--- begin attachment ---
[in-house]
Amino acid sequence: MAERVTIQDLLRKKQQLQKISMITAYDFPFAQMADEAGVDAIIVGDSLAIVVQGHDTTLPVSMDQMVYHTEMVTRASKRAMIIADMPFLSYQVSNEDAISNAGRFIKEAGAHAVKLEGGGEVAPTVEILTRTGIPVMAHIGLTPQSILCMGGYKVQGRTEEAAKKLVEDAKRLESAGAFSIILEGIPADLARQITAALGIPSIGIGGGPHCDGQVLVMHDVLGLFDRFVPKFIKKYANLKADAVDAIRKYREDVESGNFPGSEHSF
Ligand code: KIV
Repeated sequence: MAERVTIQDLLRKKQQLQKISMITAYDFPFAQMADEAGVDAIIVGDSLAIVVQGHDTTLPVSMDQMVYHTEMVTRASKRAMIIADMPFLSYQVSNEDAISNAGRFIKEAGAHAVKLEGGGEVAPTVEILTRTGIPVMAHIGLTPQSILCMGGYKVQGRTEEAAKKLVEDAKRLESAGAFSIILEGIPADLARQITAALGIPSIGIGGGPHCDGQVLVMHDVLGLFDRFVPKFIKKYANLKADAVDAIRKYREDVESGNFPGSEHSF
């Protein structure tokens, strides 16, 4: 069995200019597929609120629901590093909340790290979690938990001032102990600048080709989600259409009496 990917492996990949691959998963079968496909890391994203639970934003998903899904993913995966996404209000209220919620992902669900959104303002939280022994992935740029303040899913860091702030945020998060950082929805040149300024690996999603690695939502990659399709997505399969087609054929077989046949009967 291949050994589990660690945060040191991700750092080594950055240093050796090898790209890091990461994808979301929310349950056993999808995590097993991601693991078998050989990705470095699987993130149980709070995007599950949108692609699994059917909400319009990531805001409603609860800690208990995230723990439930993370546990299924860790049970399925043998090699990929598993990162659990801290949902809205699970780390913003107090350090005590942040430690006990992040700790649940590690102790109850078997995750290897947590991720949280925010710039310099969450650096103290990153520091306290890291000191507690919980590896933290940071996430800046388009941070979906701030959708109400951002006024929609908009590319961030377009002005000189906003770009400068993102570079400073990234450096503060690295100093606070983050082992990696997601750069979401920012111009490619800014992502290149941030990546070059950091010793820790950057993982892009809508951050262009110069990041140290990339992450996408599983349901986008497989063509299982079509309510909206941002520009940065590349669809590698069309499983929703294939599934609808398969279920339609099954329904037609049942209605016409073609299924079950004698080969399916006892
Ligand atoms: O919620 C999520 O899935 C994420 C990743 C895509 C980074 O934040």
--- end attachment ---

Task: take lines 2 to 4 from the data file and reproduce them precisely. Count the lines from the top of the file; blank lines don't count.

Amino acid sequence: MAERVTIQDLLRKKQQLQKISMITAYDFPFAQMADEAGVDAIIVGDSLAIVVQGHDTTLPVSMDQMVYHTEMVTRASKRAMIIADMPFLSYQVSNEDAISNAGRFIKEAGAHAVKLEGGGEVAPTVEILTRTGIPVMAHIGLTPQSILCMGGYKVQGRTEEAAKKLVEDAKRLESAGAFSIILEGIPADLARQITAALGIPSIGIGGGPHCDGQVLVMHDVLGLFDRFVPKFIKKYANLKADAVDAIRKYREDVESGNFPGSEHSF
Ligand code: KIV
Repeated sequence: MAERVTIQDLLRKKQQLQKISMITAYDFPFAQMADEAGVDAIIVGDSLAIVVQGHDTTLPVSMDQMVYHTEMVTRASKRAMIIADMPFLSYQVSNEDAISNAGRFIKEAGAHAVKLEGGGEVAPTVEILTRTGIPVMAHIGLTPQSILCMGGYKVQGRTEEAAKKLVEDAKRLESAGAFSIILEGIPADLARQITAALGIPSIGIGGGPHCDGQVLVMHDVLGLFDRFVPKFIKKYANLKADAVDAIRKYREDVESGNFPGSEHSF